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for people ages 13 years to 15 years
at San Francisco, California
study started
estimated completion:
Principal Investigator



The BREATHE (Behavioral Research of Environment and Air Pollution Through Education) study is a pilot randomized control trial comparing the efficacy of a classroom-based intervention to no intervention in helping middle-school students understand and make behavioral decisions about air pollution. This study is designed to evaluate the effectiveness of the classroom-based intervention on knowledge of air pollution, understanding of air pollution sources, and behavioral choices made to reduce both contributions to air pollution and personal exposure to air pollution. It has been well established that pollution is a racial and economic issue. Low-income areas with populations of predominantly people of color tend to be those with the highest rates of pollution and the largest particulate exposure. Creation of and exposure to this pollution is a key issue for the health of inhabitants of these areas, and of those in the broader surrounding areas. By developing, and assessing the effectiveness of, the investigators hope that the BREATHE study will give the investigators insights into how to better combat this higher exposure and reduce the health risks for those in high pollution areas. The study will take place in 4 visits over a period of 12 months. The hypothesis is that the classroom-based intervention will be effective in leading to behaviors that will reduce exposure to air pollution.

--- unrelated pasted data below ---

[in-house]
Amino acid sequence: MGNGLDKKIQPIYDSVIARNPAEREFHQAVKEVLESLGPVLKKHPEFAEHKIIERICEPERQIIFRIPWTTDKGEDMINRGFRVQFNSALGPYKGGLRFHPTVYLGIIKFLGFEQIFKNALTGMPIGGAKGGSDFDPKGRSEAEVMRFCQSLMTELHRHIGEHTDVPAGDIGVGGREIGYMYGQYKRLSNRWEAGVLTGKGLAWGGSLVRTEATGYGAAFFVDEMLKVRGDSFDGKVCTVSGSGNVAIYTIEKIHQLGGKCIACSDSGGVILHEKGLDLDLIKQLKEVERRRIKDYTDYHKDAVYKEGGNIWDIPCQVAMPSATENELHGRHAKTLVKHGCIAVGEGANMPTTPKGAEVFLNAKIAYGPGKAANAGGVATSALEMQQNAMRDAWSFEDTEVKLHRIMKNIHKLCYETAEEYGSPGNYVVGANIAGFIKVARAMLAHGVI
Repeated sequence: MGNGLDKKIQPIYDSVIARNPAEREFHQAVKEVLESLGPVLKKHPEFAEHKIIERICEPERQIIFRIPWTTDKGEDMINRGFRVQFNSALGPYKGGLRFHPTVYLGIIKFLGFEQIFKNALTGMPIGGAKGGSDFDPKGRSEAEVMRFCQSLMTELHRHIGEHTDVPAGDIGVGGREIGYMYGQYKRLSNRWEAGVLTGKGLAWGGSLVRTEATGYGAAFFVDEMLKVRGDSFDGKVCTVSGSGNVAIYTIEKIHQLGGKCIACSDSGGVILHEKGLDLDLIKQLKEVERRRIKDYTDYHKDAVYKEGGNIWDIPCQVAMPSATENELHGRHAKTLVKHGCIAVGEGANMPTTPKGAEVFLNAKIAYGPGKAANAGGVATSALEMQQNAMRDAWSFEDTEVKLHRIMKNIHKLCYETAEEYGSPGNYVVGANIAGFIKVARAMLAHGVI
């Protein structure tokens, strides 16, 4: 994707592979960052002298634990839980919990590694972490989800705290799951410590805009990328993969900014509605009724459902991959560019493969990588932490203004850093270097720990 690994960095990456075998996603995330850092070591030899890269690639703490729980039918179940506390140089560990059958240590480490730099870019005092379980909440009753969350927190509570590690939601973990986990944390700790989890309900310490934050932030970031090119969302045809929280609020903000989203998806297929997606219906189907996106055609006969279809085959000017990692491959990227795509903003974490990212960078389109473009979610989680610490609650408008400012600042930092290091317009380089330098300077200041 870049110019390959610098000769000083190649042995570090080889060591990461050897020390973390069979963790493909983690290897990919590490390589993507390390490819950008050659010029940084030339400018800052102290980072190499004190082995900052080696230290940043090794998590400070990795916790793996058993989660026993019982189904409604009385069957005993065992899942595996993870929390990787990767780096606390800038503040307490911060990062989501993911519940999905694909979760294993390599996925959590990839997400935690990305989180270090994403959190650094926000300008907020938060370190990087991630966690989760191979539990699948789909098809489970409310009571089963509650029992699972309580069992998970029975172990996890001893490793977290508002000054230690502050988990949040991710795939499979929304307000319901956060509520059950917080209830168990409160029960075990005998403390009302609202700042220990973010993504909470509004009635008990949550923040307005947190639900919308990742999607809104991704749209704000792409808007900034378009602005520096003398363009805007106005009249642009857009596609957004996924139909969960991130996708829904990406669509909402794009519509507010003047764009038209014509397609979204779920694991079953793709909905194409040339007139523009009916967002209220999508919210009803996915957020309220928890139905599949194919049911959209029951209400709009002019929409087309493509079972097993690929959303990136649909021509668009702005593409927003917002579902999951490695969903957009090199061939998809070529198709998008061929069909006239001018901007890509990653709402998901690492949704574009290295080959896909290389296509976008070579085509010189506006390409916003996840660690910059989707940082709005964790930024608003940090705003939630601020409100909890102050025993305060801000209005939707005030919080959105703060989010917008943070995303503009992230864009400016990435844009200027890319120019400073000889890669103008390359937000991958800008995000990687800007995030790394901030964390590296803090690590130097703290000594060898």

Attitude to Health Pollution Related Respiratory Disorder Health Behavior


You can join if…

Open to people ages 13 years to 15 years

  • Ability to read, write, and understand English at a middle school level
  • Willing to participate in follow up visits

You CAN'T join if...

  • Learning disabilities such as autism
  • Moving out of the area in the next 6 months
  • Inability to complete the questionnaires



accepting new patients
Start Date
Completion Date
University of California, San Francisco
Lead Scientist
Mehrdad Arjomandi
Study Type
Last Updated
May 2015
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